A former homecare worker says it was a cocaine addiction that launched her into a crime spree in which she preyed on elderly victims.
The victims let Debbie Ann Smith into their homes when she asked for directions and to use the washroom. She left with their purses and wallets.
“These are women who let her in. They opened up their hearts and their homes to Ms. Smith in order to help someone out, and she violated that trust,” Crown attorney Ron Toews said as Smith was sentenced to jail this week.
Smith was arrested in September 2013, following a crime spree in which she talked her way into numerous homes in the Russell, Foxwarren and St. Lazare areas and sneaked off with purses or their contents.
Caught for that crime, she was released on bail only to commit purse snatchings in Brandon.
The case came to an end on Monday, when the 51-year-old was sentenced for 16 charges for the Russell-area incidents — 12 for break, enter and theft, three for break and enter with intent to commit a crime, and one theft charge.
Those crimes — committed between Aug. 1, 2013 and Sept. 22, 2013 — count as break and enters even though Smith tricked residents into letting her in.
RCMP said several of the 16 victims were elderly.
At the time, Smith was a homecare worker from Binscarth who had been in that field for more than 10 years. Court documents suggest she worked for Prairie Mountain Health, but the health authority wouldn’t confirm or deny that on Wednesday.
Smith would later tell police that she simply looked for homes that looked like they had older people living in them. She would leave if she found young people living there.
According to police reports, however, Smith’s employment played a role in her offending.
Although not convicted of it, police say she was accused of stealing a purse from one of her homecare clients in August 2012.
At least a couple of the victims in the Russell-area crimes of which she was convicted had received homecare. The reports suggest Smith used her employment to target at least two of them.
One victim kept a hidden key to her Foxwarren home that is believed to have been used by Smith to get in to steal a purse. The only people other than family who knew the location of that key were homecare staff, although Smith wasn’t known to the victim.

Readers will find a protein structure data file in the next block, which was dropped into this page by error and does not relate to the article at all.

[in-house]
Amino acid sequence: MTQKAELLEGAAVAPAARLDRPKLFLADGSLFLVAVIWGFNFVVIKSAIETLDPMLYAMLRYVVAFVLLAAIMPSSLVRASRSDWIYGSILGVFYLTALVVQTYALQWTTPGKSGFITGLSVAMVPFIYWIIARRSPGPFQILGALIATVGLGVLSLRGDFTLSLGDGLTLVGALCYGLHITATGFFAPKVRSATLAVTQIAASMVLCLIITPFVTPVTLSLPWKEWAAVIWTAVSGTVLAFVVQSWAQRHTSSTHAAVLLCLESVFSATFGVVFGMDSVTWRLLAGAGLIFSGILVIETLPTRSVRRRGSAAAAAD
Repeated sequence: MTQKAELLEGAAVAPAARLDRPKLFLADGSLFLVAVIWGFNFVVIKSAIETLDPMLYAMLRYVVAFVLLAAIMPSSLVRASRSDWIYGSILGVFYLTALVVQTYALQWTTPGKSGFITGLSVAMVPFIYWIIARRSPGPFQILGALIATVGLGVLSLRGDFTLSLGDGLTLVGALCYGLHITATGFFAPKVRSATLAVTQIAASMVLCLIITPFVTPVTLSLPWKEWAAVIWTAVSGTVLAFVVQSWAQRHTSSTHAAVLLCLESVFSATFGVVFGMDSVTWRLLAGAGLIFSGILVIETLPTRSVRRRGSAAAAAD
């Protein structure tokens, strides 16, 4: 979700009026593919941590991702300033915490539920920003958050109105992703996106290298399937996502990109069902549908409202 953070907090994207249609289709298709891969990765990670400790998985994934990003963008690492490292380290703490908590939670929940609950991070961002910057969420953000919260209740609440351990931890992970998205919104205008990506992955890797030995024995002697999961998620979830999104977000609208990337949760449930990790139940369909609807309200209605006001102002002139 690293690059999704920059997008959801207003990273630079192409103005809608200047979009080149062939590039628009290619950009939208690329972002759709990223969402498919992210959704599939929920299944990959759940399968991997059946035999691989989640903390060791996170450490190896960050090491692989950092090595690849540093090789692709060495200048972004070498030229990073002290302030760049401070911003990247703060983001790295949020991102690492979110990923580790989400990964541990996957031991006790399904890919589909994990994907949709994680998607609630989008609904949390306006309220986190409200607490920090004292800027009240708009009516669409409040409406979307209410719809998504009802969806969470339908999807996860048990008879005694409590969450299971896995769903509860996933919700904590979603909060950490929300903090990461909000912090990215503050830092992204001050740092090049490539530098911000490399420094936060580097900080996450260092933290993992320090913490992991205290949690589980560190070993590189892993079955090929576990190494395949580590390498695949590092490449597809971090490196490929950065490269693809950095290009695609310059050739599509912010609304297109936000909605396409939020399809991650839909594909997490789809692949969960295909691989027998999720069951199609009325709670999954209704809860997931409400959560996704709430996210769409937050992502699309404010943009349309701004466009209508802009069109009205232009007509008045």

In a second case, Smith went to the home of her Binscarth neighbour, a homecare client, on the pretence of cooking for her. That case was reported to police by the homecare supervisor.
On other occasions, Smith used a ruse to get into the home. More than once, for example, she knocked on the door and asked for directions and then asked to use the washroom.
In one case in St. Lazare, she knocked on a victim’s unlocked door and then walked in and asked for directions. She then asked to use the washroom and, while the victim was distracted, took money from the victim’s purse before leaving.
Smith used the same ploy in Russell where she walked into a house and asked for directions. When the victim’s dog ran out and the owner tried to retrieve it, Smith grabbed her wallet from a table next to the door and left.
On one occasion, Smith waited for a woman to return to her Russell home in the dark, then snatched her purse, which contained more than $100 and credit cards.
Smith later told authorities she would only keep cash from the purses, but many didn’t contain money and she’d toss them away.
She was out on bail when she was identified as the suspect in a series of four purse-snatchings and two attempted purse-snatchings committed in Brandon between Nov. 29 and Jan. 4.
In five cases, women had their purses grabbed in the parking lots of city stores. Three of the victims were elderly — aged 67, 73 and 78.
Smith, pleaded guilty to three of these incidents.
In one case, she pushed down a 47-year-old woman in a grocery store parking lot and stole her purse. In another, she grabbed the purse of a 67-year-old woman who was loading groceries into her car. Combined, the purses held $850.
Smith also tried to steal a 73-year-old woman’s purse but was foiled when the senior resisted and was helped by a bystander.
For these offences, Smith was arrested at a Brandon home on Jan. 7 and has been in custody since.
She told authorities cocaine addiction was her motive. Her work hours had been cut and she couldn’t afford the cocaine or her anti-depressant medication.
“She says it would cost her anywhere from $20 to $100 per day,” Smith’s lawyer, Bob Harrison, said of his client’s cocaine use. “She made a bad decision to get money to support her addiction.”
Smith — who suffered abuse growing up, and whose childhood home was filled with violence — said cocaine made her feel happy and fearless.
Judge John Combs gave Smith pre-sentence custody credit by sentencing her to time served of eight-and-a-half months for the Russell-area incidents.
He then sent Smith to jail for another year for the Brandon incidents, to be followed by two years of probation.
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